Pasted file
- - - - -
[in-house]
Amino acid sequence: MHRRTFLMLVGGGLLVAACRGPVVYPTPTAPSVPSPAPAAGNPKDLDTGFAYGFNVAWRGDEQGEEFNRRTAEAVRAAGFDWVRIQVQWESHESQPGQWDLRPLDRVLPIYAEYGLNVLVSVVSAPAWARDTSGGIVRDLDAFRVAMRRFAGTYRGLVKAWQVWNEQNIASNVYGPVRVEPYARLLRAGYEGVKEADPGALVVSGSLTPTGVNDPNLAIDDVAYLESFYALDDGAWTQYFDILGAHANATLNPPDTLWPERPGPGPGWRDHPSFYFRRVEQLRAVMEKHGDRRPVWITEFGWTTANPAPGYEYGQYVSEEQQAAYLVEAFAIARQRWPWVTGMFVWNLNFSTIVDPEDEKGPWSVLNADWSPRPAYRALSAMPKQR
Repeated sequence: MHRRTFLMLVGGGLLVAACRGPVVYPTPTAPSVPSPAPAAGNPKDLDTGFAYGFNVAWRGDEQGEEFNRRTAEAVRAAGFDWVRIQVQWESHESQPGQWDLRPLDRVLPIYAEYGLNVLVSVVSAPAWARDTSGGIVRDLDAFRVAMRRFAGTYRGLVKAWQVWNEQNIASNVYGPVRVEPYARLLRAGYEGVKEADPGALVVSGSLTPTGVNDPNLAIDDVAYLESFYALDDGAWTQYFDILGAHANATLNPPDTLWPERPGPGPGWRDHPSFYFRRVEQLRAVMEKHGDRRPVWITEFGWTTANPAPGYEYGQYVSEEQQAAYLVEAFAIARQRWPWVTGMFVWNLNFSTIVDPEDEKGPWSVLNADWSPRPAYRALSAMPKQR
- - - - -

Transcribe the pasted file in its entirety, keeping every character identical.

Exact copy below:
[in-house]
Amino acid sequence: MHRRTFLMLVGGGLLVAACRGPVVYPTPTAPSVPSPAPAAGNPKDLDTGFAYGFNVAWRGDEQGEEFNRRTAEAVRAAGFDWVRIQVQWESHESQPGQWDLRPLDRVLPIYAEYGLNVLVSVVSAPAWARDTSGGIVRDLDAFRVAMRRFAGTYRGLVKAWQVWNEQNIASNVYGPVRVEPYARLLRAGYEGVKEADPGALVVSGSLTPTGVNDPNLAIDDVAYLESFYALDDGAWTQYFDILGAHANATLNPPDTLWPERPGPGPGWRDHPSFYFRRVEQLRAVMEKHGDRRPVWITEFGWTTANPAPGYEYGQYVSEEQQAAYLVEAFAIARQRWPWVTGMFVWNLNFSTIVDPEDEKGPWSVLNADWSPRPAYRALSAMPKQR
Repeated sequence: MHRRTFLMLVGGGLLVAACRGPVVYPTPTAPSVPSPAPAAGNPKDLDTGFAYGFNVAWRGDEQGEEFNRRTAEAVRAAGFDWVRIQVQWESHESQPGQWDLRPLDRVLPIYAEYGLNVLVSVVSAPAWARDTSGGIVRDLDAFRVAMRRFAGTYRGLVKAWQVWNEQNIASNVYGPVRVEPYARLLRAGYEGVKEADPGALVVSGSLTPTGVNDPNLAIDDVAYLESFYALDDGAWTQYFDILGAHANATLNPPDTLWPERPGPGPGWRDHPSFYFRRVEQLRAVMEKHGDRRPVWITEFGWTTANPAPGYEYGQYVSEEQQAAYLVEAFAIARQRWPWVTGMFVWNLNFSTIVDPEDEKGPWSVLNADWSPRPAYRALSAMPKQR